Groklaw, a respected legal analysis website, ceased publication on Tuesday out of concern over unavoidable government surveillance on the Internet.
The website shutdown comes just weeks after two providers of secure email, Lavabit and Silent Circle, opted to discontinue their services. Lavabit founder Ladar Levison did so to avoid becoming "complicit in crimes against the American people," presumably a reference to a U.S. government demand for customer data and an accompanying gag order. Silent Circle, aware of Lavabit's shutdown, preemptively shut down its Silent Mail service, under the belief that the company could not provide the promised security in the current legal climate.
The problem is that email is fundamentally insecure and cannot be kept private in the face of sweeping government surveillance and legal process, despite supposed constitutional protections.
[ Will Google Glass help government spy on citizens? Read Google Glass To Arm Police, Firefighters. ]
Citing LavaBit founder Ladar Levison's observation that if we knew what he knew about email, we wouldn't use it either, Groklaw founder and editor Pamela Jones said she cannot continue to operate her community-based website, which often relies on confidential tips, without some degree of email privacy.
"There is now no shield from forced exposure," said Jones, who contends constant surveillance makes it impossible to be fully human.
As if to demonstrate the irresistibility of government demands, Jones's decision came shortly after the editor of The Guardian revealed that in the past month British security officials demanded and carried out the destruction of hard drives containing data provided to the paper by whistleblower Edward Snowden. It also followed reports that David Miranda, partner of reporter Glenn Greenwald, who helped publish information revealed by Snowden, was detained for nine hours under U.K. terrorism laws and had his electronic devices seized.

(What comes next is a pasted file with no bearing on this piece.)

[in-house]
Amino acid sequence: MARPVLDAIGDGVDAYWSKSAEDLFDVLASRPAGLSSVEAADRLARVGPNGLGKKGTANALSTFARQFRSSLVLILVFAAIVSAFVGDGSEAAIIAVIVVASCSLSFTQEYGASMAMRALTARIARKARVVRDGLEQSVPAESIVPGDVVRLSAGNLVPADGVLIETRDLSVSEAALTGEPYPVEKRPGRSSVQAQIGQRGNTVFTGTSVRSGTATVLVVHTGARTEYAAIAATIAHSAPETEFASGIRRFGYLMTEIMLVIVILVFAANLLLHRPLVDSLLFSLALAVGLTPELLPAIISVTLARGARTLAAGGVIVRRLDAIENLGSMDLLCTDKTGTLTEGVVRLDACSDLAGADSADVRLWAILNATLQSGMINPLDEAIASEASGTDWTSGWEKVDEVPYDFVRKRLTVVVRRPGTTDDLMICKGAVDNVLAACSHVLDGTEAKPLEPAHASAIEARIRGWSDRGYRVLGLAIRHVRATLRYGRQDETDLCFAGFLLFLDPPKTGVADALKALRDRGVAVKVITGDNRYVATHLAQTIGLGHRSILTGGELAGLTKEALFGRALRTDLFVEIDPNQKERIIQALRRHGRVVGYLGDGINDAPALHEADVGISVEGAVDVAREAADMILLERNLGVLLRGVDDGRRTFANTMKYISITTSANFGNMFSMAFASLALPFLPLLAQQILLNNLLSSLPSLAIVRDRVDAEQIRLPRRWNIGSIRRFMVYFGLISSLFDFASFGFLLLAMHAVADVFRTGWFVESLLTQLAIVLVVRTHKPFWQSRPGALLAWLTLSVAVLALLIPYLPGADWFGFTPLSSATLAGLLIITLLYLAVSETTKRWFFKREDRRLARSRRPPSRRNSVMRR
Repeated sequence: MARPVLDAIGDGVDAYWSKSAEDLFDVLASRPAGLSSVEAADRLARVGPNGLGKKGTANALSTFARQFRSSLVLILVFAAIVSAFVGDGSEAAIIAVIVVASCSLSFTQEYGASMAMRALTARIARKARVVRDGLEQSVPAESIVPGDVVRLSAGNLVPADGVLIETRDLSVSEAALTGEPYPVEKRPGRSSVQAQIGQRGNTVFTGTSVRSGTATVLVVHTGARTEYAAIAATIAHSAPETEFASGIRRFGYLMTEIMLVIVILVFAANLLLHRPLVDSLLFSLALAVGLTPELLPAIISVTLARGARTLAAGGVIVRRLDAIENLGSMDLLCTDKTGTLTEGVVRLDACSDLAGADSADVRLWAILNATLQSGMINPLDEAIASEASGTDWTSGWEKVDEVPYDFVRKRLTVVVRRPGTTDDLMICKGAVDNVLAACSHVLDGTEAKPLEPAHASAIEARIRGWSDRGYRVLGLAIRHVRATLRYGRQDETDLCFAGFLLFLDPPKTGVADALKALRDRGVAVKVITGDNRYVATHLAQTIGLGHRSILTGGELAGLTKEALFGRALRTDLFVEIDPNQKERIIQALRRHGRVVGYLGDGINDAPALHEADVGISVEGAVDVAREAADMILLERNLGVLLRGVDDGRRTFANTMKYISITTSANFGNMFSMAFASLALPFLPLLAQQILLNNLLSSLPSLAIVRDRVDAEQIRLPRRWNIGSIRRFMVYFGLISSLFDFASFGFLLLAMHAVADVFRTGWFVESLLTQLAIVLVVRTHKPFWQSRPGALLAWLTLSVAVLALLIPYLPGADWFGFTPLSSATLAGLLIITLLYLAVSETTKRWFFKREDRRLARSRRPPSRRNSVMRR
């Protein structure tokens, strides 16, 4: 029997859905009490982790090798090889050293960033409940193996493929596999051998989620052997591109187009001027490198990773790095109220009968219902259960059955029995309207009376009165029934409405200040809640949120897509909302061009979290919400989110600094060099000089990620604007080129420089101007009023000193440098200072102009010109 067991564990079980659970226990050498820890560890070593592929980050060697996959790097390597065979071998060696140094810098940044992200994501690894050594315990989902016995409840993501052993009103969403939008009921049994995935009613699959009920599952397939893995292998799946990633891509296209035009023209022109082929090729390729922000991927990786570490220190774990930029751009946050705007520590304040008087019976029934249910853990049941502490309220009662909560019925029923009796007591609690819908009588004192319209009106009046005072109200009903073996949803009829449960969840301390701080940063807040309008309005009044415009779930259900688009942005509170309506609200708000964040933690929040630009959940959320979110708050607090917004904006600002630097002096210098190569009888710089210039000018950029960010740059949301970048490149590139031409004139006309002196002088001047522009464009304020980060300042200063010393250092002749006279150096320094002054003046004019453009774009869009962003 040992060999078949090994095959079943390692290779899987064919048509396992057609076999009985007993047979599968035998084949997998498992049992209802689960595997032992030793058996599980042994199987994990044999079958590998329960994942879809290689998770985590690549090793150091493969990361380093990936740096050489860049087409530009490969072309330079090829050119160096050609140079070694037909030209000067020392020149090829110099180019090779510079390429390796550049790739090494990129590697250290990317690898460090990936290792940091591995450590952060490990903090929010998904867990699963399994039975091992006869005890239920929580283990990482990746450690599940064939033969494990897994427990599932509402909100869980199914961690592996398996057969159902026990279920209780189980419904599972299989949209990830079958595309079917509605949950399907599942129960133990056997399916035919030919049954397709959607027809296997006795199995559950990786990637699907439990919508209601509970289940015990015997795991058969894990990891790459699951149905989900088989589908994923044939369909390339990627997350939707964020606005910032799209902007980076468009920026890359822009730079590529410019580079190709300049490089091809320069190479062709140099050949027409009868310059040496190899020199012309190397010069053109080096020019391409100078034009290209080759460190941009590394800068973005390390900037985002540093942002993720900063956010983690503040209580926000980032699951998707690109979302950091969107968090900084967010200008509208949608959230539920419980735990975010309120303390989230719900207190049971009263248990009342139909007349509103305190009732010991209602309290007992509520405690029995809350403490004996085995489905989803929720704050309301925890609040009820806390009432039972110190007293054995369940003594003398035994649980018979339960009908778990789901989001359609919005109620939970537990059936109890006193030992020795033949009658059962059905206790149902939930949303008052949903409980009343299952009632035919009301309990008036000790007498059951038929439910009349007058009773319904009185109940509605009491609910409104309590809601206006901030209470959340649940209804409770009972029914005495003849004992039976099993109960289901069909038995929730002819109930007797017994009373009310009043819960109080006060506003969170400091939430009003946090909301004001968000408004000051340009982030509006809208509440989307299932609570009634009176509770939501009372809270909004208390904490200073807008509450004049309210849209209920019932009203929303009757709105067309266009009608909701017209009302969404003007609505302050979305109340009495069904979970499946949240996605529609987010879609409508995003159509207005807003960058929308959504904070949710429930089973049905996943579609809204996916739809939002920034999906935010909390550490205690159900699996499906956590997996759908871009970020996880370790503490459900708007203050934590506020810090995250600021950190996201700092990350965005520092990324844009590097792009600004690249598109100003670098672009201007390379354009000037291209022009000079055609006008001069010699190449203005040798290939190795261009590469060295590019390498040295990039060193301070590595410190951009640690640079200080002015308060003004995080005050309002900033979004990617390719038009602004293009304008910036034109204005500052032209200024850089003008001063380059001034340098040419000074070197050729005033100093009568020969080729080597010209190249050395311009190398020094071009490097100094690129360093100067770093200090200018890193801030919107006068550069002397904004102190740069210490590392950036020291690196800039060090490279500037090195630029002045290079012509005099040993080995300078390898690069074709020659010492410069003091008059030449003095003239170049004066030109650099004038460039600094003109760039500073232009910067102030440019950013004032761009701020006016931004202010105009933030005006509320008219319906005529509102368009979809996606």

In a tweet, Privacy International remarked that the closure of Groklaw "demonstrates how central the right to privacy is to free expression" and that the mere threat of surveillance is enough to inhibit discourse through self-censorship.
Surveillance has an additional cost: It drives businesses away from the United States. The Information Technology and Innovation Institute, a technology think tank, estimates that U.S. cloud service providers, unable to assure privacy, could lose between $22 billion and $35 billion to competitors in Europe over the next three years.
To understand how that might happen, look no further than Jones' recommendation for those who cannot give up online life entirely. "If you have to stay on the Internet, my research indicates that the short term safety from surveillance, to the degree that is even possible, is to use a service like Kolab for email, which is located in Switzerland, and hence is under different laws than the U.S., laws which attempt to afford more privacy to citizens," she wrote.
Given the extent to which U.S. authorities have been able to force cooperation from Swiss banking officials, it would probably be unwise to assume there's much security for data anywhere.